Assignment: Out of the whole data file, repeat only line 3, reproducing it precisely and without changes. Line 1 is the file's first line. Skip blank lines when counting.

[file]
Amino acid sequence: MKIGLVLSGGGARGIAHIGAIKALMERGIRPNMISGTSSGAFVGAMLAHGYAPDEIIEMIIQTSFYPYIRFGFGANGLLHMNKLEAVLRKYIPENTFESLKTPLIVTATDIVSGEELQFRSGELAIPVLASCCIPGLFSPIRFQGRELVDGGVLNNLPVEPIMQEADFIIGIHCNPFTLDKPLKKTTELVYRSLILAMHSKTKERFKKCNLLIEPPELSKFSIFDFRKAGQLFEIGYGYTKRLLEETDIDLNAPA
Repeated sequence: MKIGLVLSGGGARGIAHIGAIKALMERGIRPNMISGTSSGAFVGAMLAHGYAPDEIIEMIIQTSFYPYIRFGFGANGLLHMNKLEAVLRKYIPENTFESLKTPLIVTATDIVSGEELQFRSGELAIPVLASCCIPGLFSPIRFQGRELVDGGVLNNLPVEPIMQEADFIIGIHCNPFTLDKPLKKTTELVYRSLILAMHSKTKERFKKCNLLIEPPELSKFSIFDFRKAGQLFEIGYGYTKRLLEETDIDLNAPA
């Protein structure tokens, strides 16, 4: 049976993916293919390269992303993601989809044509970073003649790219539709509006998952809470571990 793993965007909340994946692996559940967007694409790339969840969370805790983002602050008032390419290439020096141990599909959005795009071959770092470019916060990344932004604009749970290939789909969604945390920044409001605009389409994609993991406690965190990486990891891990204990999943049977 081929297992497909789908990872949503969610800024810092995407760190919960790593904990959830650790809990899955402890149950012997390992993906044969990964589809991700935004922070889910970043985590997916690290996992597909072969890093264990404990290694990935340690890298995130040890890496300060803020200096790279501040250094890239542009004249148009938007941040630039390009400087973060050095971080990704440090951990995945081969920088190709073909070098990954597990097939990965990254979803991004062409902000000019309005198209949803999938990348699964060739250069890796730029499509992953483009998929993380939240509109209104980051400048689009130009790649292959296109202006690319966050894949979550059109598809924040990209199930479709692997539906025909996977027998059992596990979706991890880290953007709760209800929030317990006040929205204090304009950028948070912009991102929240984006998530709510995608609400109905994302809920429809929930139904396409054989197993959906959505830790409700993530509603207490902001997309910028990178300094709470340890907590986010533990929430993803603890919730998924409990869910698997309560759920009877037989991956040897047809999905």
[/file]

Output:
């Protein structure tokens, strides 16, 4: 049976993916293919390269992303993601989809044509970073003649790219539709509006998952809470571990 793993965007909340994946692996559940967007694409790339969840969370805790983002602050008032390419290439020096141990599909959005795009071959770092470019916060990344932004604009749970290939789909969604945390920044409001605009389409994609993991406690965190990486990891891990204990999943049977 081929297992497909789908990872949503969610800024810092995407760190919960790593904990959830650790809990899955402890149950012997390992993906044969990964589809991700935004922070889910970043985590997916690290996992597909072969890093264990404990290694990935340690890298995130040890890496300060803020200096790279501040250094890239542009004249148009938007941040630039390009400087973060050095971080990704440090951990995945081969920088190709073909070098990954597990097939990965990254979803991004062409902000000019309005198209949803999938990348699964060739250069890796730029499509992953483009998929993380939240509109209104980051400048689009130009790649292959296109202006690319966050894949979550059109598809924040990209199930479709692997539906025909996977027998059992596990979706991890880290953007709760209800929030317990006040929205204090304009950028948070912009991102929240984006998530709510995608609400109905994302809920429809929930139904396409054989197993959906959505830790409700993530509603207490902001997309910028990178300094709470340890907590986010533990929430993803603890919730998924409990869910698997309560759920009877037989991956040897047809999905």